I tend to group things in threes. Maybe everybody does. I like to post books in threes. Comedy definitely works best in threes (normal thing, normal thing, funny thing). I have three kids, if you include my husband (bah-da-bum, back to the comedy of threes).
So perhaps it shouldn’t surprise me that I’ve had three lesbian... let’s say issues come up within three days. One is kids’ book related, two are not. This post will be pretty... let’s say tolerant, so if that bothers you, you may wish to come back on another day. I’ll have a little music so you won’t inadvertently see something that may offend you.
“Somewhere over the rainbow, way up high...”
Okay, let’s get this party started. During the long, long spring break (did I mention that it was looong), my 10-year-old had a friend over. Cool mom that I am, I joined them for lunch and we chatted about stuff. I don’t know how it came up, but the friend said something along the lines of being scared of being lesbo. The exact wording slips my mind, whether it was being afraid of growing up and finding out you were lesbo or something making you lesbo, I wish I could recall. I showed no alarm, ’cause that’s how cool I am, but said calmly that I didn’t think that being lesbo was something we needed to be worried about, because some people are different from others but that isn’t bad. And as she backpedaled a bit, I added how being gay or lesbian is just small part of who a person is and how it doesn’t change how he or she enjoys swimming, or likes horses, or hates cheese. We can be different from others in some ways, the same in others, and it isn’t something to worry about in any case. It was surprising that the topic came up, but I wasn’t particularly uncomfortable because I know how I feel, how I teach my children, and what I would want to (quickly) convey. In fact, I was glad the friend felt like my house was a safe place to try out her feelings.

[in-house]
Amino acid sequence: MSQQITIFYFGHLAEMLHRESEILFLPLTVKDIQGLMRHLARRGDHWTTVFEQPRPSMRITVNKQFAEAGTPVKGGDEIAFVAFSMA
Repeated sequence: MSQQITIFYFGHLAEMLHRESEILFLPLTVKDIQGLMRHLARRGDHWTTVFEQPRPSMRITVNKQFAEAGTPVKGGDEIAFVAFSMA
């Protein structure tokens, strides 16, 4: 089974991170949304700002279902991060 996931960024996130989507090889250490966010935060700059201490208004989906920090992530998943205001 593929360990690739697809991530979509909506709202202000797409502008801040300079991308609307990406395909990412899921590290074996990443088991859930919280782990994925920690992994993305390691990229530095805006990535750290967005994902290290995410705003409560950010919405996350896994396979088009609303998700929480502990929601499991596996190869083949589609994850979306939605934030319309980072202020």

Fast forward to Sunday’s Washington Post, where I read that an organization of gay and lesbian parents has, well, organized to have these parents wait in line for tickets to the White House Easter Egg Roll taking place today. They thought about wearing T-shirts with a statement, but decided to go more subtle with rainbow leis and bracelets. Their message was not one of protest, but of inclusion. They are here, they are parents, they are not going to be invisible. I thought this was great, down to them offering rainbow-sprinkled donuts to the other parents in line. I couldn’t wait to see how this would be covered in the paper today. And then it rained. I think the egg roll is canceled and the gay and lesbian parents won’t get the chance to say, like all the other parents there, “what the hell is an egg rolling anyway?”
Knowing the rule of threes, I shouldn’t have been surprised to open up a new kids’ book by Judy Goldschmidt and read some lesbian comment. In Raisin Rodriguez and the Big-Time Smooch, Raisin is writing a blog for the purpose of keeping in touch with her two best girl friends after she has moved. On page three (yes, three again) she is talking about how even her preschool stepsister has a boyfriend.
“All I have is no one. Okay, that’s not entirely true. I’ve got you guys. But you’ve got to admit, the three [(!!!)] thousand miles in between you and me makes it inconvenient to start anything serious right now. Plus I’m not ready to go lesbionic just yet.”
I was instantly turned off. The reference wasn’t necessary and was kind of... wrong. Yeah, kids would say it, but the author doesn’t have to write it. As a writer I would want my goal to be to write for kids not like kids. And it was a throwaway line anyway. Why take the chance on sounding intolerant, when you aren’t even staying around to make your point? If the author wants to deal with a kid being worried about being “lesbionic,” then, hey, go for it. If the author just wants to sounds like a kid, there are plenty more opportunities in the book that won’t marginalize your readers on the third page.
It pretty much ruined the book for me, though I’ve kept reading. The first book, The Secret Blog of Raisin Rodriguez, was funny. It had some cringe-worthy moments, but had a real feel for the character. I liked the idea of a kid’s blog as an update on the old diary/journal idea. However, the introduction to this new book where she talks about “interlopers” on her blog annoyed me. Does she not understand that the blog is a pretty public way to discuss your feelings? Perhaps she would rather email her friends instead. The second book also depends a lot on the first book, so I keep feeling like I am missing something even though I read the first book. Kids will probably like it, but I’m over it.
I now return you to the music, already in progress.
“If happy little bluebirds fly, beyond the rainbow, why, oh, why, can’t I?”